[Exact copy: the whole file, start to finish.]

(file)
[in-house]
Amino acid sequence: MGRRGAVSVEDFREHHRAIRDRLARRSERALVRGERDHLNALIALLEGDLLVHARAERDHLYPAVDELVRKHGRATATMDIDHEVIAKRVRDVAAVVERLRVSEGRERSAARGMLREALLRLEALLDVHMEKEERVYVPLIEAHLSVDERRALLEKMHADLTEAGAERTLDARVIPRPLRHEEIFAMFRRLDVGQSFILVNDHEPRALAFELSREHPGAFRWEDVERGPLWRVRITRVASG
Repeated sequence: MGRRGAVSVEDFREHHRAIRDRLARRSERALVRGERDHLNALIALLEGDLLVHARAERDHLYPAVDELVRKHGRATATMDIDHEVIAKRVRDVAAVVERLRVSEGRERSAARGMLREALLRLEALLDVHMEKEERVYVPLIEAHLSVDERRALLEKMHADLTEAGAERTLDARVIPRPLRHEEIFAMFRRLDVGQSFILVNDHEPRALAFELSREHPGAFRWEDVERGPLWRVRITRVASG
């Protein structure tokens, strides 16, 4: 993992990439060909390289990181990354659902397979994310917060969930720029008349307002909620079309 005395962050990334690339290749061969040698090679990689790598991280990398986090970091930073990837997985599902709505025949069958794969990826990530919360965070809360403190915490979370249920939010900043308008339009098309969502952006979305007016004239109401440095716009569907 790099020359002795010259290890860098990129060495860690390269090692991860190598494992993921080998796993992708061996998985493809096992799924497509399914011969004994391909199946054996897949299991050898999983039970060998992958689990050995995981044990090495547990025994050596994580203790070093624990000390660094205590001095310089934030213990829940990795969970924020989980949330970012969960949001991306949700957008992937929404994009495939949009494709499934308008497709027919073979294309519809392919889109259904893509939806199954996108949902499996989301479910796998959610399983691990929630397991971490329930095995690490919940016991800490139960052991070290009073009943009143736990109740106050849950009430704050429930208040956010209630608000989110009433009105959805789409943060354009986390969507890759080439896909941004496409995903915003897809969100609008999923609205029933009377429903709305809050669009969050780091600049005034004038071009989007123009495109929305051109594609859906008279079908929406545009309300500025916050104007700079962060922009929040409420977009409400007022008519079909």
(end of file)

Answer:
[in-house]
Amino acid sequence: MGRRGAVSVEDFREHHRAIRDRLARRSERALVRGERDHLNALIALLEGDLLVHARAERDHLYPAVDELVRKHGRATATMDIDHEVIAKRVRDVAAVVERLRVSEGRERSAARGMLREALLRLEALLDVHMEKEERVYVPLIEAHLSVDERRALLEKMHADLTEAGAERTLDARVIPRPLRHEEIFAMFRRLDVGQSFILVNDHEPRALAFELSREHPGAFRWEDVERGPLWRVRITRVASG
Repeated sequence: MGRRGAVSVEDFREHHRAIRDRLARRSERALVRGERDHLNALIALLEGDLLVHARAERDHLYPAVDELVRKHGRATATMDIDHEVIAKRVRDVAAVVERLRVSEGRERSAARGMLREALLRLEALLDVHMEKEERVYVPLIEAHLSVDERRALLEKMHADLTEAGAERTLDARVIPRPLRHEEIFAMFRRLDVGQSFILVNDHEPRALAFELSREHPGAFRWEDVERGPLWRVRITRVASG
């Protein structure tokens, strides 16, 4: 993992990439060909390289990181990354659902397979994310917060969930720029008349307002909620079309 005395962050990334690339290749061969040698090679990689790598991280990398986090970091930073990837997985599902709505025949069958794969990826990530919360965070809360403190915490979370249920939010900043308008339009098309969502952006979305007016004239109401440095716009569907 790099020359002795010259290890860098990129060495860690390269090692991860190598494992993921080998796993992708061996998985493809096992799924497509399914011969004994391909199946054996897949299991050898999983039970060998992958689990050995995981044990090495547990025994050596994580203790070093624990000390660094205590001095310089934030213990829940990795969970924020989980949330970012969960949001991306949700957008992937929404994009495939949009494709499934308008497709027919073979294309519809392919889109259904893509939806199954996108949902499996989301479910796998959610399983691990929630397991971490329930095995690490919940016991800490139960052991070290009073009943009143736990109740106050849950009430704050429930208040956010209630608000989110009433009105959805789409943060354009986390969507890759080439896909941004496409995903915003897809969100609008999923609205029933009377429903709305809050669009969050780091600049005034004038071009989007123009495109929305051109594609859906008279079908929406545009309300500025916050104007700079962060922009929040409420977009409400007022008519079909």